I’ve been worrying about this problem on and off for years, going through the whole “I must do something about this… I’ll use glass bottles instead of plastic… but that won’t really change anything… oh, it’s just too overwhelming! Let’s just forget about it” cycle.

When the plastic bag charge was introduced in the UK a few years ago, I cynically thought it was the typical government response to an environmental problem: try to make some money out of it while you tinker around the edges.

However, I think we are starting to see some fundamental changes in attitude, and when enough people start demanding change, the market starts to listen!

The BBC documentary Blue Planet II highlighted the problem of oceanic plastic waste, showing the harm it can cause sea creatures. I don’t have a TV, but I remember people talking about how upsetting it was.

Campaigns against plastic straws and plastic stems on cotton buds have led some manufacturers and retailers to introduce plastic-free lines.

These cotton buds will only be used once, but will take hundreds of years to degrade. And they could easily be made from cardboard. Photo: byrev

· A UN resolution to stop plastic waste entering our oceans was signed by 193 countries. However this initiative is not legally binding, and there is no timetable. Hmm… maybe not so positive.

· Plastic microbeads have been banned in the UK – it’s almost hard to believe that these are ingredients in some beauty and personal care products.

· The plastics industry is behaving as if it’s under siege. This industry lobbies the government quite heavily, but even within the industry, awareness of the problem of plastic pollution and the importance of recycling is leading the debate.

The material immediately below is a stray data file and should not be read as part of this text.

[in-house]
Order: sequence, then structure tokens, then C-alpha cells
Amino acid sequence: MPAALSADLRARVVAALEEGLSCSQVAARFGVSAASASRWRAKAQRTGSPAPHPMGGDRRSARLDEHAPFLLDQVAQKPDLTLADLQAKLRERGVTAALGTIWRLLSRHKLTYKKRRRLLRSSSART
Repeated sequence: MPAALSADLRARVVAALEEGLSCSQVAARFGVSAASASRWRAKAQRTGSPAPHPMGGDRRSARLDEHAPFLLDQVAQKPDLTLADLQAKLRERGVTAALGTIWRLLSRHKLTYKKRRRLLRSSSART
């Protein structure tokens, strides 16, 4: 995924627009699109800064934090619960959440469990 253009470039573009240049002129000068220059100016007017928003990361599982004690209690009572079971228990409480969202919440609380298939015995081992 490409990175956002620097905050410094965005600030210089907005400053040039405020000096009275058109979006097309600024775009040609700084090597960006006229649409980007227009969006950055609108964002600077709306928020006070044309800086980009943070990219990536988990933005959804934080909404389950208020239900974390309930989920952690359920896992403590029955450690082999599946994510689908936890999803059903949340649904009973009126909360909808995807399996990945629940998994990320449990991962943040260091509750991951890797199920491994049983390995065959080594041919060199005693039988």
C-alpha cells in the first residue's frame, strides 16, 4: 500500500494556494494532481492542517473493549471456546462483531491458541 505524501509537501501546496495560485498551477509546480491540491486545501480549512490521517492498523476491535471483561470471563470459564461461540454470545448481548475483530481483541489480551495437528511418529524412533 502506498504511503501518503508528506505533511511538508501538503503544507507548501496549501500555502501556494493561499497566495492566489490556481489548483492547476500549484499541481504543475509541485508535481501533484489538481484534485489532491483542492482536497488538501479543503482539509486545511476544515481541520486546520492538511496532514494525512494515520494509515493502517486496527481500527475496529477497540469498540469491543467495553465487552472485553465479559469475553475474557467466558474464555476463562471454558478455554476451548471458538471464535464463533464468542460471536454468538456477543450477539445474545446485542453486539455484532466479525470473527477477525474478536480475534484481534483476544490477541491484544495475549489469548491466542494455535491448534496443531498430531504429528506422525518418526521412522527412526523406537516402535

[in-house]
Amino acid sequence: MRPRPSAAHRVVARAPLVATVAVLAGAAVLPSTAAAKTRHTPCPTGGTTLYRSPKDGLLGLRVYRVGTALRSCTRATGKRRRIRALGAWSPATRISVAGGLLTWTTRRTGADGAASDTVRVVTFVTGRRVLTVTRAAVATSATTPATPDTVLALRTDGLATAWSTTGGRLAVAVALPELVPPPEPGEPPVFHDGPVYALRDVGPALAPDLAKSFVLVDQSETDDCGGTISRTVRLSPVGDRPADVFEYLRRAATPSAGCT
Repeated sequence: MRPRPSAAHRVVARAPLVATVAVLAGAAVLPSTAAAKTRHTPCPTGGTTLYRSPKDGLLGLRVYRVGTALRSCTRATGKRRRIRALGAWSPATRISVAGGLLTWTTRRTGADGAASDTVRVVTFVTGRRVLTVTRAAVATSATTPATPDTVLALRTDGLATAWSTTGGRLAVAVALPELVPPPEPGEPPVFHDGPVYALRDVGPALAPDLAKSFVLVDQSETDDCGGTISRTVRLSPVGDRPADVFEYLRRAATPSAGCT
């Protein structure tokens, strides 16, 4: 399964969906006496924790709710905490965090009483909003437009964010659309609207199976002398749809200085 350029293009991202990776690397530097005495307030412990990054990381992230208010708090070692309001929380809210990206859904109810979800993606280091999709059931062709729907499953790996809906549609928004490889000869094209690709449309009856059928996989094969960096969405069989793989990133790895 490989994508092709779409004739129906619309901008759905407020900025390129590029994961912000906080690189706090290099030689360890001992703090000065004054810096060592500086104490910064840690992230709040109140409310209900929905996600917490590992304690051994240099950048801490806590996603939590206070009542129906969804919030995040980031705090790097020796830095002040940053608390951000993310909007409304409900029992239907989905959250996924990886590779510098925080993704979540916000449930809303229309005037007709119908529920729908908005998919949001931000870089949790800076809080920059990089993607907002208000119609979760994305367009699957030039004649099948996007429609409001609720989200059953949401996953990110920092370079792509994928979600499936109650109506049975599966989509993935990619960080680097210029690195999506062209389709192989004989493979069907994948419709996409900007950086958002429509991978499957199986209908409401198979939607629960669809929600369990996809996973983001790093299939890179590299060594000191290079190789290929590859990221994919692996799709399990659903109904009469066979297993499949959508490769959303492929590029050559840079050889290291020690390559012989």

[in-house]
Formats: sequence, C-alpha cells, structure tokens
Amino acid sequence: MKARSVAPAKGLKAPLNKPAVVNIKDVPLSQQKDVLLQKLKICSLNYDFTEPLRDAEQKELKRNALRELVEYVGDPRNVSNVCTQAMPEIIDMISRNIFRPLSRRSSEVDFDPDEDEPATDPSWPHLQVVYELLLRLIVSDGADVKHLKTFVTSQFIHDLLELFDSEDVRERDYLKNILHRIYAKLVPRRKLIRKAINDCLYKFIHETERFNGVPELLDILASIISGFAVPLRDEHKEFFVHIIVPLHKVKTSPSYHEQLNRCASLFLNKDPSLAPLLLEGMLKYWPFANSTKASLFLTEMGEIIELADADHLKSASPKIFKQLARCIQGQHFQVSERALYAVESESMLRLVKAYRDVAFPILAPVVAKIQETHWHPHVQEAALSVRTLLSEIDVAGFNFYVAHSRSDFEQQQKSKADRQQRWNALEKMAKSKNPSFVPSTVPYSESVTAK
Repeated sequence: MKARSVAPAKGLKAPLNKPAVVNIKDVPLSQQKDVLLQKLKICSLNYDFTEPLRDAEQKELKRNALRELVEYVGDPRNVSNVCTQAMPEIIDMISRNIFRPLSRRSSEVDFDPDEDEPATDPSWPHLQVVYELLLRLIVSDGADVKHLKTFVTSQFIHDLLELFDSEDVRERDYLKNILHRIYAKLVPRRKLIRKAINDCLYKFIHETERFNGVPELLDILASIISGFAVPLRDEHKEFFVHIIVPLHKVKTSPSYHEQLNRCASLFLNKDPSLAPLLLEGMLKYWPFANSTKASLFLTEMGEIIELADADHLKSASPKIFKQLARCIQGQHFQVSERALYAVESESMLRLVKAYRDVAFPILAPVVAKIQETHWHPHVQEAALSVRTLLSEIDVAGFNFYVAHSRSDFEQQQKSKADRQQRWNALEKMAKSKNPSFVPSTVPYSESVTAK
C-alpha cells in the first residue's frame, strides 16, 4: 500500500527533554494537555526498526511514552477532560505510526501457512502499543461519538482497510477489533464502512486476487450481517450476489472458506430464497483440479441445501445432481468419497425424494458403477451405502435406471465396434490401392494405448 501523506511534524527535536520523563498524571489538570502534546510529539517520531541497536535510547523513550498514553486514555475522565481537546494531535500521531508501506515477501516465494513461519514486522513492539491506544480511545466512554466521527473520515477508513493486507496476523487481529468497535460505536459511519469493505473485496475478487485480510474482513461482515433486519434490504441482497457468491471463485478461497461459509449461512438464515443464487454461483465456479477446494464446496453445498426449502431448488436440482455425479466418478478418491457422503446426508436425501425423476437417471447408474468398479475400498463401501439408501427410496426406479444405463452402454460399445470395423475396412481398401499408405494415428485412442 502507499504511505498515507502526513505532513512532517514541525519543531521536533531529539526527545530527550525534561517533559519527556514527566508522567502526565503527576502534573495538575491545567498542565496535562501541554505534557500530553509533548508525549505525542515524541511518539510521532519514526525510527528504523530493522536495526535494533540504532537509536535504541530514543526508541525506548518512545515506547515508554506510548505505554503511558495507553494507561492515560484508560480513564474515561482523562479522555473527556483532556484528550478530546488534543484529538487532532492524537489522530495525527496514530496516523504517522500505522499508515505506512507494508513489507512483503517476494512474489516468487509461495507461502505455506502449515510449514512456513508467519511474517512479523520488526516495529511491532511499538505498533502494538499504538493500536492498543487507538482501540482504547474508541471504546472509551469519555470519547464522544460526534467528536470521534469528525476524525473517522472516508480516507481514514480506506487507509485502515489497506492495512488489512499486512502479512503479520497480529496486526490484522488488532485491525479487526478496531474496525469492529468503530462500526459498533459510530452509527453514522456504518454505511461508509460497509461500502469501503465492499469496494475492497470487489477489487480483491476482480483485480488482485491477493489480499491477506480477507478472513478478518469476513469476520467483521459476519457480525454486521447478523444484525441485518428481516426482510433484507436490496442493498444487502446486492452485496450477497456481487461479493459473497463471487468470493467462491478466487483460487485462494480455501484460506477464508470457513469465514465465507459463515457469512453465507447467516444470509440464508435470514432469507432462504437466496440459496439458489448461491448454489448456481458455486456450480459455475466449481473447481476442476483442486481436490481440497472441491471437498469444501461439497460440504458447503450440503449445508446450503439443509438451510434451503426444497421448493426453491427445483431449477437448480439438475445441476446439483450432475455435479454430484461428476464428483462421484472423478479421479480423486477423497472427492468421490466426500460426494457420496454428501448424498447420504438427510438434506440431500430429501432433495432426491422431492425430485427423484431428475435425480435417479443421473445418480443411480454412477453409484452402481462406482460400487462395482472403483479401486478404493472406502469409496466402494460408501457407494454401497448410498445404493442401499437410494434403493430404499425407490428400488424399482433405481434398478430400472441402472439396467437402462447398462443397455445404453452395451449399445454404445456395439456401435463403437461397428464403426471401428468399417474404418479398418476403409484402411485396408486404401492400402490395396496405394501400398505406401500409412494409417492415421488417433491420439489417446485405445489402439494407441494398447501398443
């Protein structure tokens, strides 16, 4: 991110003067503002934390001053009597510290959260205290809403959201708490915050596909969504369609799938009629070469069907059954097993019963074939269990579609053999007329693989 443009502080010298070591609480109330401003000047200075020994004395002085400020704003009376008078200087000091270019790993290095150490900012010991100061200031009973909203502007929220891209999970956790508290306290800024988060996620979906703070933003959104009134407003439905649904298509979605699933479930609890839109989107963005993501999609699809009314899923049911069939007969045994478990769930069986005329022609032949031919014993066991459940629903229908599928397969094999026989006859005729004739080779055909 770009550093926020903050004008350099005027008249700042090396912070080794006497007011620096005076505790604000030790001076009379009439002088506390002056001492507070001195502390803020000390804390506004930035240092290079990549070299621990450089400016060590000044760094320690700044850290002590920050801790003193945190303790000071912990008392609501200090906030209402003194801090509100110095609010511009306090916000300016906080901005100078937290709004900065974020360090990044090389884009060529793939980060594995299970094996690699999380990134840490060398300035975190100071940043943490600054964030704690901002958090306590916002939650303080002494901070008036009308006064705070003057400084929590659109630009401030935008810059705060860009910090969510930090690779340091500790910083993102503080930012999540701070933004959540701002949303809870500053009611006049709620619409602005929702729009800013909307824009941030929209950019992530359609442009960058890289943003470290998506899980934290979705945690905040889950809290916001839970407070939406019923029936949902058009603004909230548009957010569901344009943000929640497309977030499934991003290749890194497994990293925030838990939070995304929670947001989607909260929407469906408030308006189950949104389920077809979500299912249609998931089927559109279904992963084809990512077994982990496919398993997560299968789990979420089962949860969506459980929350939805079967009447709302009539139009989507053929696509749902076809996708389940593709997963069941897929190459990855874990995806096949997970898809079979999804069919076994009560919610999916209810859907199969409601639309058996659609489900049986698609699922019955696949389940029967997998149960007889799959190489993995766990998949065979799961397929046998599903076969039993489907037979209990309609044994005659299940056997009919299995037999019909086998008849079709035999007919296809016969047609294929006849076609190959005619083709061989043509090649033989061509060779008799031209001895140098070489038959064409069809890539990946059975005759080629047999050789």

Boyan Slat. Source

 

· Dutch inventor Boyan Slat has devised a method of cleaning up oceanic plastic waste, which he believes can clean up 50% of the waste within five years. Of course this will not get rid of the problem completely, as plastic can take up to a thousand years to degrade. Plastic bottles can take 450 years to degrade in landfill, while it can take plastic nappies (diapers) 200-250 years.

Recycling is very important, but it’s more of a sticking plaster than a cure for the problem of plastic pollution. The real answer to this problem starts with us. If we demand alternative materials strongly enough, the market will try to produce them.

And that’s what I see starting to happen. I’m seeing more non-plastic alternatives for household goods. Things like wooden toothbrushes with bamboo bristles are becoming much easier to find online. Non plastic goods are becoming trendy, reviewed in glossy Sunday supplements, rather than hard to find curiosities of the environmental fringe.

I would like to treat this issue in a positive way. I’m not out to shame anyone, or to make anyone feel guilty. Let’s face it: we all, every single one of us, use plastic. This is not about me saying, “Hey – I’m a very pure plastic-free person!” It’s about taking baby steps which will hopefully become a critical mass, towards a plastic-free society, where people will find it easy to live without plastic because the shops are all full of plastic-free goods.

I’m going to start doing reviews of plastic-free goods I’ve bought recently – items that that would normally be made using a lot of plastic, but which are now available plastic-free.

This is how it should be. Photo by Belle Co.

Let’s start turning back the tide of plastic!